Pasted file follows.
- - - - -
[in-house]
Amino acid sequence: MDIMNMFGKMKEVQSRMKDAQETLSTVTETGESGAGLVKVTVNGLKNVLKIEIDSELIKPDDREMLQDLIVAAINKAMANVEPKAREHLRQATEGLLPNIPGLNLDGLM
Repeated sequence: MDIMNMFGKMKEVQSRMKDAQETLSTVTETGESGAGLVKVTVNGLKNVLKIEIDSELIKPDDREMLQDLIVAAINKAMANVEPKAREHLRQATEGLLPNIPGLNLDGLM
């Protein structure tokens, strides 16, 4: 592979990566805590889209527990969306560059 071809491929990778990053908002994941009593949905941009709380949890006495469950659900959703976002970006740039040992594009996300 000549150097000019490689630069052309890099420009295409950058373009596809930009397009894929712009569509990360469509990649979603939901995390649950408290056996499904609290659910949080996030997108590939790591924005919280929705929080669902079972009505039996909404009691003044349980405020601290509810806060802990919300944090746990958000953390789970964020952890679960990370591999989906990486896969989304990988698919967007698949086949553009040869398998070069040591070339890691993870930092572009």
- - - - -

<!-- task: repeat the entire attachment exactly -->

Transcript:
[in-house]
Amino acid sequence: MDIMNMFGKMKEVQSRMKDAQETLSTVTETGESGAGLVKVTVNGLKNVLKIEIDSELIKPDDREMLQDLIVAAINKAMANVEPKAREHLRQATEGLLPNIPGLNLDGLM
Repeated sequence: MDIMNMFGKMKEVQSRMKDAQETLSTVTETGESGAGLVKVTVNGLKNVLKIEIDSELIKPDDREMLQDLIVAAINKAMANVEPKAREHLRQATEGLLPNIPGLNLDGLM
């Protein structure tokens, strides 16, 4: 592979990566805590889209527990969306560059 071809491929990778990053908002994941009593949905941009709380949890006495469950659900959703976002970006740039040992594009996300 000549150097000019490689630069052309890099420009295409950058373009596809930009397009894929712009569509990360469509990649979603939901995390649950408290056996499904609290659910949080996030997108590939790591924005919280929705929080669902079972009505039996909404009691003044349980405020601290509810806060802990919300944090746990958000953390789970964020952890679960990370591999989906990486896969989304990988698919967007698949086949553009040869398998070069040591070339890691993870930092572009």